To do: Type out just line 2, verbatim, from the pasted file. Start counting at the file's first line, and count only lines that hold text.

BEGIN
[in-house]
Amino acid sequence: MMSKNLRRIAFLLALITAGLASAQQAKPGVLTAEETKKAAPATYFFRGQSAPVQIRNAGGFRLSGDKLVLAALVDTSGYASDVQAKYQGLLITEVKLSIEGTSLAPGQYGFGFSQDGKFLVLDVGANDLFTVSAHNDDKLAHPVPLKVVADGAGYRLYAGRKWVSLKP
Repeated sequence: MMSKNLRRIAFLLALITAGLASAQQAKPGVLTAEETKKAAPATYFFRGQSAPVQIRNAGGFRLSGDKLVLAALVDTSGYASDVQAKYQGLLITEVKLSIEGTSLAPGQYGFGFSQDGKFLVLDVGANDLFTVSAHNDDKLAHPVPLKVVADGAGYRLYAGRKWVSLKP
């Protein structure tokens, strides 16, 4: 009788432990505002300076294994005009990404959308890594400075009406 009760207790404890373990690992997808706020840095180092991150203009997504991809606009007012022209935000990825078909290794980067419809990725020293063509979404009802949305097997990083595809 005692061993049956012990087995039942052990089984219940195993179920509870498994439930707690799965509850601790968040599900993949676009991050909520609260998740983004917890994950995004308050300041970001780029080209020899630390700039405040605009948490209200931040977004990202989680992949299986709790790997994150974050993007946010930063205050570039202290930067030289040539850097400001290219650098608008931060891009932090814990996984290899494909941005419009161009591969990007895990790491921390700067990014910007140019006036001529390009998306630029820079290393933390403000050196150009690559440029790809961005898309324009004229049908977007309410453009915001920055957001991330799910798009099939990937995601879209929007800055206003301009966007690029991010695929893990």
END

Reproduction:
Amino acid sequence: MMSKNLRRIAFLLALITAGLASAQQAKPGVLTAEETKKAAPATYFFRGQSAPVQIRNAGGFRLSGDKLVLAALVDTSGYASDVQAKYQGLLITEVKLSIEGTSLAPGQYGFGFSQDGKFLVLDVGANDLFTVSAHNDDKLAHPVPLKVVADGAGYRLYAGRKWVSLKP